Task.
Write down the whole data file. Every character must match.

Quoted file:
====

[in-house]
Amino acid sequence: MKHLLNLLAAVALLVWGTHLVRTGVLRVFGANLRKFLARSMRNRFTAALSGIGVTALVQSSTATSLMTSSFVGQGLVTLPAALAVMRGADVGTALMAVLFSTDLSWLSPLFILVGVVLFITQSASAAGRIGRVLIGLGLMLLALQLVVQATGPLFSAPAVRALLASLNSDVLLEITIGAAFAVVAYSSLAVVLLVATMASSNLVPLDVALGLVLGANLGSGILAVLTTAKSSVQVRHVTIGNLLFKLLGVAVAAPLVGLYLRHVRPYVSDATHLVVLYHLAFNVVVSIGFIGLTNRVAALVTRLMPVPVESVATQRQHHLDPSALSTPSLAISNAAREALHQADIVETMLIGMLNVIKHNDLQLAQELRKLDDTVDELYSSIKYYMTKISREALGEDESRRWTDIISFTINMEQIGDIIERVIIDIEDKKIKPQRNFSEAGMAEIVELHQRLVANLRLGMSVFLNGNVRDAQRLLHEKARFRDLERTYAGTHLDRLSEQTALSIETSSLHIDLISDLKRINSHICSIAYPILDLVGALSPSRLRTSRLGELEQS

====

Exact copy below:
[in-house]
Amino acid sequence: MKHLLNLLAAVALLVWGTHLVRTGVLRVFGANLRKFLARSMRNRFTAALSGIGVTALVQSSTATSLMTSSFVGQGLVTLPAALAVMRGADVGTALMAVLFSTDLSWLSPLFILVGVVLFITQSASAAGRIGRVLIGLGLMLLALQLVVQATGPLFSAPAVRALLASLNSDVLLEITIGAAFAVVAYSSLAVVLLVATMASSNLVPLDVALGLVLGANLGSGILAVLTTAKSSVQVRHVTIGNLLFKLLGVAVAAPLVGLYLRHVRPYVSDATHLVVLYHLAFNVVVSIGFIGLTNRVAALVTRLMPVPVESVATQRQHHLDPSALSTPSLAISNAAREALHQADIVETMLIGMLNVIKHNDLQLAQELRKLDDTVDELYSSIKYYMTKISREALGEDESRRWTDIISFTINMEQIGDIIERVIIDIEDKKIKPQRNFSEAGMAEIVELHQRLVANLRLGMSVFLNGNVRDAQRLLHEKARFRDLERTYAGTHLDRLSEQTALSIETSSLHIDLISDLKRINSHICSIAYPILDLVGALSPSRLRTSRLGELEQS